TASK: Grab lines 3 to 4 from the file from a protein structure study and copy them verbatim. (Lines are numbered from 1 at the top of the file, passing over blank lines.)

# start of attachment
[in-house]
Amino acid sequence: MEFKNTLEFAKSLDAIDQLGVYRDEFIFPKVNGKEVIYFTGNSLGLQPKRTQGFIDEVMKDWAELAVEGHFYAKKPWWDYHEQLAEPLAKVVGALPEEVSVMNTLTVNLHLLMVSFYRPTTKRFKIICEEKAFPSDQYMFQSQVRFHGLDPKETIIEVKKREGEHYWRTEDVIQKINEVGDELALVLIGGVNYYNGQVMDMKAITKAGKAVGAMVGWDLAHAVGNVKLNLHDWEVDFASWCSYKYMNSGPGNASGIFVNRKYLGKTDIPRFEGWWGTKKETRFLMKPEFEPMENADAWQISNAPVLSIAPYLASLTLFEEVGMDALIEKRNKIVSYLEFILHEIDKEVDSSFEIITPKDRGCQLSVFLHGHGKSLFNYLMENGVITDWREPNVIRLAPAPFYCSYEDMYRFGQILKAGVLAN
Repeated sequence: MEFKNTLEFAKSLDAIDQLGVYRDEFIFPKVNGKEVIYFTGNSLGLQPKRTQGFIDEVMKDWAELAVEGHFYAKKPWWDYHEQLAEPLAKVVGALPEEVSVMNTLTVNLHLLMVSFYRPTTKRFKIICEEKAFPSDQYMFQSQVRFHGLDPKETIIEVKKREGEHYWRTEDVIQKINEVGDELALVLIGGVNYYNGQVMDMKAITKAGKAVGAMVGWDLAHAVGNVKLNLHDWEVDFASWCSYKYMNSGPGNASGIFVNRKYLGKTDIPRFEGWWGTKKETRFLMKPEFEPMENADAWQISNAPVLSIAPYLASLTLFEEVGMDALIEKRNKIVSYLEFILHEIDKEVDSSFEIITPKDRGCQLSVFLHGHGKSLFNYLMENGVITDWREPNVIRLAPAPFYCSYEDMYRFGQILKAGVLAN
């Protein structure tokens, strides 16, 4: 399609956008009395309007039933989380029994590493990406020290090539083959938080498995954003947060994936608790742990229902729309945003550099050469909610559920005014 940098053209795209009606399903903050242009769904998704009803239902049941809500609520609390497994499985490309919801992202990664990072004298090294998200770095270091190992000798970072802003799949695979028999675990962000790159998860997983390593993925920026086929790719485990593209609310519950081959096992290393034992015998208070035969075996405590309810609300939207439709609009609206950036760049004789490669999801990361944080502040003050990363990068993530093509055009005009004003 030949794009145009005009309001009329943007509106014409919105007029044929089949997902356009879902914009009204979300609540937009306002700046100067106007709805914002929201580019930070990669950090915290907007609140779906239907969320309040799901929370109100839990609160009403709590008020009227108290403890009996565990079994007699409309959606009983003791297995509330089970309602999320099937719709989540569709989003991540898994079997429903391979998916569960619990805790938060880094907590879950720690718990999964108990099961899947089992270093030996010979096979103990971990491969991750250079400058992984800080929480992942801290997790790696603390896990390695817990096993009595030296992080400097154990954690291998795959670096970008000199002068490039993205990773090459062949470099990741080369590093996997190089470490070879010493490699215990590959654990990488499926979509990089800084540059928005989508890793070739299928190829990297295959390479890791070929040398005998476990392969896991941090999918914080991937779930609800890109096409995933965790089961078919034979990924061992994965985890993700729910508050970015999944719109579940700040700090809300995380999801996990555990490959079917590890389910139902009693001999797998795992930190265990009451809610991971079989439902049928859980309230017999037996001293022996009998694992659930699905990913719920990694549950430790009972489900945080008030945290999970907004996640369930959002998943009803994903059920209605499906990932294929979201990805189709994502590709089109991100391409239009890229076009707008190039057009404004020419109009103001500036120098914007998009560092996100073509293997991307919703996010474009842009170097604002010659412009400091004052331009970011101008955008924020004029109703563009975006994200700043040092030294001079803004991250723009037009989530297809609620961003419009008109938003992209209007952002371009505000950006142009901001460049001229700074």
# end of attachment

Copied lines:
Repeated sequence: MEFKNTLEFAKSLDAIDQLGVYRDEFIFPKVNGKEVIYFTGNSLGLQPKRTQGFIDEVMKDWAELAVEGHFYAKKPWWDYHEQLAEPLAKVVGALPEEVSVMNTLTVNLHLLMVSFYRPTTKRFKIICEEKAFPSDQYMFQSQVRFHGLDPKETIIEVKKREGEHYWRTEDVIQKINEVGDELALVLIGGVNYYNGQVMDMKAITKAGKAVGAMVGWDLAHAVGNVKLNLHDWEVDFASWCSYKYMNSGPGNASGIFVNRKYLGKTDIPRFEGWWGTKKETRFLMKPEFEPMENADAWQISNAPVLSIAPYLASLTLFEEVGMDALIEKRNKIVSYLEFILHEIDKEVDSSFEIITPKDRGCQLSVFLHGHGKSLFNYLMENGVITDWREPNVIRLAPAPFYCSYEDMYRFGQILKAGVLAN
């Protein structure tokens, strides 16, 4: 399609956008009395309007039933989380029994590493990406020290090539083959938080498995954003947060994936608790742990229902729309945003550099050469909610559920005014 940098053209795209009606399903903050242009769904998704009803239902049941809500609520609390497994499985490309919801992202990664990072004298090294998200770095270091190992000798970072802003799949695979028999675990962000790159998860997983390593993925920026086929790719485990593209609310519950081959096992290393034992015998208070035969075996405590309810609300939207439709609009609206950036760049004789490669999801990361944080502040003050990363990068993530093509055009005009004003 030949794009145009005009309001009329943007509106014409919105007029044929089949997902356009879902914009009204979300609540937009306002700046100067106007709805914002929201580019930070990669950090915290907007609140779906239907969320309040799901929370109100839990609160009403709590008020009227108290403890009996565990079994007699409309959606009983003791297995509330089970309602999320099937719709989540569709989003991540898994079997429903391979998916569960619990805790938060880094907590879950720690718990999964108990099961899947089992270093030996010979096979103990971990491969991750250079400058992984800080929480992942801290997790790696603390896990390695817990096993009595030296992080400097154990954690291998795959670096970008000199002068490039993205990773090459062949470099990741080369590093996997190089470490070879010493490699215990590959654990990488499926979509990089800084540059928005989508890793070739299928190829990297295959390479890791070929040398005998476990392969896991941090999918914080991937779930609800890109096409995933965790089961078919034979990924061992994965985890993700729910508050970015999944719109579940700040700090809300995380999801996990555990490959079917590890389910139902009693001999797998795992930190265990009451809610991971079989439902049928859980309230017999037996001293022996009998694992659930699905990913719920990694549950430790009972489900945080008030945290999970907004996640369930959002998943009803994903059920209605499906990932294929979201990805189709994502590709089109991100391409239009890229076009707008190039057009404004020419109009103001500036120098914007998009560092996100073509293997991307919703996010474009842009170097604002010659412009400091004052331009970011101008955008924020004029109703563009975006994200700043040092030294001079803004991250723009037009989530297809609620961003419009008109938003992209209007952002371009505000950006142009901001460049001229700074």